Gently stretch the affected muscles.

    Remove unnecessary clothing.

    Apply a cold compress to affected muscles.

    Replace lost fluid with sips of cool water; give slowly if casualty is nauseated.

    DO NOT rub or massage the affected limb.

    DO NOT perform any further exercise.

    Heat Exhaustion

    Heat exhaustion is the body’s response to an excessive loss of water and salt contained in sweat. It is a warning that the body is getting too hot and generally develops after several days of exposure to high temperatures and inadequate or unbalanced replacement of fluids. Those most susceptible to heat exhaustion are elderly people, people with high blood pressure and people working or exercising in a hot environment.

    Cramps in the limbs and/or abdomen.

    Profuse and prolonged sweating.

    Persistent headache.

    Thirst, nausea and/or vomiting.

    Giddiness and fainting.

    Exhaustion and lethargy.

    Rapid breathing and shortness of breath.

    Pale, cool, clammy skin.

    Rapid, weak pulse.

    Collapse.

      Follow the DRSABCD emergency action plan
      Complete rest in a cool environment.

    Lay the casualty down.

    Reassure the casualty.

    Remove unnecessary clothing.

    Moisten the skin with a moist cloth or atomiser spray.

    Cool by fanning.

    Give frequent small sips of water if fully conscious and not nauseated.

    Call 000 for an ambulance.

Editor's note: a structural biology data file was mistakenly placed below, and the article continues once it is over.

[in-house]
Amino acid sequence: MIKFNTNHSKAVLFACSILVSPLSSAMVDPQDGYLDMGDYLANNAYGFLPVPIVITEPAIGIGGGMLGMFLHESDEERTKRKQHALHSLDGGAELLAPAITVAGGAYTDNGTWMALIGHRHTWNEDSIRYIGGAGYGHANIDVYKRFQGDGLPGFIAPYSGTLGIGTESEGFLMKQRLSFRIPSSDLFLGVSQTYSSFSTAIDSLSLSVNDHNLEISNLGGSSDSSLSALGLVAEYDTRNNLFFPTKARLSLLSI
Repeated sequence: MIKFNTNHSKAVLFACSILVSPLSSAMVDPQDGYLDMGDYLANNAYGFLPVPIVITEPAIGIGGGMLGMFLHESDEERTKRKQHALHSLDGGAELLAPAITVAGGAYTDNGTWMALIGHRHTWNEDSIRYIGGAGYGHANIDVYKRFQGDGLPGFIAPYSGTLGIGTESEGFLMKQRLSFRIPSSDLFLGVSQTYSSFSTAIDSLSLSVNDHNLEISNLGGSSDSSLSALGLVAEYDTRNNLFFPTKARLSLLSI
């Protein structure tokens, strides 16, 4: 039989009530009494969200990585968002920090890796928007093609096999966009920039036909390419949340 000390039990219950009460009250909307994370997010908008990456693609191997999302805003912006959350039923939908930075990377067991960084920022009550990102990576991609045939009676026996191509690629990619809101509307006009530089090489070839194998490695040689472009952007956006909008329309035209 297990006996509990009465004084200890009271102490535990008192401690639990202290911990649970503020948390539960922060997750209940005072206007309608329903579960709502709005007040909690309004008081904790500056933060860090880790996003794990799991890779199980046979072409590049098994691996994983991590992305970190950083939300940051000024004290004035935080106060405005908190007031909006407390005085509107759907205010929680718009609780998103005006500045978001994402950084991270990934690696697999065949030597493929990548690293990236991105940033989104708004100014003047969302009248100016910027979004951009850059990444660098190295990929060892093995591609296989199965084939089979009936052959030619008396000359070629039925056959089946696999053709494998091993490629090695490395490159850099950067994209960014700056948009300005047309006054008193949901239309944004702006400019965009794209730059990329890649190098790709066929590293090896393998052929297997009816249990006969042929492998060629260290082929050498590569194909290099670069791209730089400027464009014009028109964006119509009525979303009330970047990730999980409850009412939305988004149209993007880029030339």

Monitor the casualty, if casualty becomes unconscious follow DRSABCD.


    If dehydration or heat exhaustion is left untreated they may lead to heatstroke.

    Heat Stroke

    Heat stroke is a form of hyperthermia, an abnormally elevated body temperature with accompanying physical and neurological symptoms. Unlike heat cramps and heat exhaustion, two forms of hyperthermia that are less severe, heat stroke is a true medical emergency that can be life-threatening if not treated promptly and appropriately.

    The body normally generates heat as a result of metabolism, and is usually able to dissipate the heat by either radiation of heat through the skin or by evaporation of sweat. However, in extreme heat, high humidity, or vigorous exertion under the sun, the body may not be able to dissipate the heat and the body temperature rises, sometimes up to 41.1°C or higher. Another cause of heat stroke is dehydration. A dehydrated person may not be able to sweat fast enough to dissipate heat, which causes the body temperature to rise.

    Heat Stroke can be caused by:

    Hot climates.

    Infection and illnesses.

    Insufficient fluid intake.

    Overdressing for the climate.

    Physical exercise.

    Headache.

    Nausea and/or vomiting

    Flushed, hot, dry skin (no sweating).

    Dizziness.

    Visual disturbances.

    Irritability, mental confusion, aggression.

    Staggering gait, fatigue.

    Seizures.

    Unconsciousness.

    Body temperature 40°C or more.

    Strong pounding rapid pulse, gradually weakening.

    Collapse, unconsciousness leading to coma.

    Call 000 for an ambulance urgently.

    Follow the DRSABCD emergency action plan.

    Remove casualty to a cool environment to rest.

    Loosen and remove any unnecessary clothing.

    Moisten the skin with a moist cloth (cover with a wet sheet) or atomiser spray and fan repeatedly.

    Apply wrapped ice packs to neck, groin and armpits.

    Continue until body feels cool to the touch, and then stop.

    Give casualty sips of cool fluid if fully conscious. DO NOT give if the casualty is semi-conscious or unconscious. Re-hydration will need to be via intravenous fluids administered by the ambulance or medical personnel.

    Monitor the casualty and be prepared to commence CPR.